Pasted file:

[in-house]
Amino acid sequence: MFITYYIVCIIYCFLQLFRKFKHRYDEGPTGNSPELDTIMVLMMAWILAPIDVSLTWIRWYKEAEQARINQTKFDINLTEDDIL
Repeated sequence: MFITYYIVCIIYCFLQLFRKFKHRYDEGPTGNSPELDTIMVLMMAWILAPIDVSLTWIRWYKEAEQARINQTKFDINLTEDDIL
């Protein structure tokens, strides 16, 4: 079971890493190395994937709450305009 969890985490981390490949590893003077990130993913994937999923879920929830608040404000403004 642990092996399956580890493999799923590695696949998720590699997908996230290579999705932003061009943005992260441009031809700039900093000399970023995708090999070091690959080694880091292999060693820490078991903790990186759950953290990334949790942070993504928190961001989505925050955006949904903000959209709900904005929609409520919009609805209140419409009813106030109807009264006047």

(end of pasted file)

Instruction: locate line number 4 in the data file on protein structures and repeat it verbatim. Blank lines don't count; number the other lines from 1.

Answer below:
């Protein structure tokens, strides 16, 4: 079971890493190395994937709450305009 969890985490981390490949590893003077990130993913994937999923879920929830608040404000403004 642990092996399956580890493999799923590695696949998720590699997908996230290579999705932003061009943005992260441009031809700039900093000399970023995708090999070091690959080694880091292999060693820490078991903790990186759950953290990334949790942070993504928190961001989505925050955006949904903000959209709900904005929609409520919009609805209140419409009813106030109807009264006047």